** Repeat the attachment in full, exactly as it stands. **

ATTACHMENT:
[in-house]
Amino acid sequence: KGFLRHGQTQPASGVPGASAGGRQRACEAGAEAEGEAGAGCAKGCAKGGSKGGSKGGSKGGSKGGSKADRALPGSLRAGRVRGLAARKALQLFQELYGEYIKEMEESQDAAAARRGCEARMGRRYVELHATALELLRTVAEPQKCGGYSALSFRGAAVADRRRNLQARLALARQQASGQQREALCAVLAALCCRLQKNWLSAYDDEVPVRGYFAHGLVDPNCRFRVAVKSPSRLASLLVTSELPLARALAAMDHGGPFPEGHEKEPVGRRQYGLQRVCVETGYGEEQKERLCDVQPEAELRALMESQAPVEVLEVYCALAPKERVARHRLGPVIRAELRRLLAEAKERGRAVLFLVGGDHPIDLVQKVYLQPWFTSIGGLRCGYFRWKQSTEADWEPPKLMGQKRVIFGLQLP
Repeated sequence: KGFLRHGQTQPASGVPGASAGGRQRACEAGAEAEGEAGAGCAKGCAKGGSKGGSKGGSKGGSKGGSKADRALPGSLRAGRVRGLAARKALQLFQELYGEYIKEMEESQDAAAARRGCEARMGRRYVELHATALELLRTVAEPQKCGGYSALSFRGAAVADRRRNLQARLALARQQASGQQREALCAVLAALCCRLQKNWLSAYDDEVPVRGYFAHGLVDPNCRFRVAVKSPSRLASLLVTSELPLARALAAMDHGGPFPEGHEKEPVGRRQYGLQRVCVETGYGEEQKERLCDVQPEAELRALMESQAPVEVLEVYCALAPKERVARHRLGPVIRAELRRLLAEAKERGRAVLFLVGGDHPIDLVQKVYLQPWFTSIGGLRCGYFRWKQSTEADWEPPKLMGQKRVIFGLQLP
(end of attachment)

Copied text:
[in-house]
Amino acid sequence: KGFLRHGQTQPASGVPGASAGGRQRACEAGAEAEGEAGAGCAKGCAKGGSKGGSKGGSKGGSKGGSKADRALPGSLRAGRVRGLAARKALQLFQELYGEYIKEMEESQDAAAARRGCEARMGRRYVELHATALELLRTVAEPQKCGGYSALSFRGAAVADRRRNLQARLALARQQASGQQREALCAVLAALCCRLQKNWLSAYDDEVPVRGYFAHGLVDPNCRFRVAVKSPSRLASLLVTSELPLARALAAMDHGGPFPEGHEKEPVGRRQYGLQRVCVETGYGEEQKERLCDVQPEAELRALMESQAPVEVLEVYCALAPKERVARHRLGPVIRAELRRLLAEAKERGRAVLFLVGGDHPIDLVQKVYLQPWFTSIGGLRCGYFRWKQSTEADWEPPKLMGQKRVIFGLQLP
Repeated sequence: KGFLRHGQTQPASGVPGASAGGRQRACEAGAEAEGEAGAGCAKGCAKGGSKGGSKGGSKGGSKGGSKADRALPGSLRAGRVRGLAARKALQLFQELYGEYIKEMEESQDAAAARRGCEARMGRRYVELHATALELLRTVAEPQKCGGYSALSFRGAAVADRRRNLQARLALARQQASGQQREALCAVLAALCCRLQKNWLSAYDDEVPVRGYFAHGLVDPNCRFRVAVKSPSRLASLLVTSELPLARALAAMDHGGPFPEGHEKEPVGRRQYGLQRVCVETGYGEEQKERLCDVQPEAELRALMESQAPVEVLEVYCALAPKERVARHRLGPVIRAELRRLLAEAKERGRAVLFLVGGDHPIDLVQKVYLQPWFTSIGGLRCGYFRWKQSTEADWEPPKLMGQKRVIFGLQLP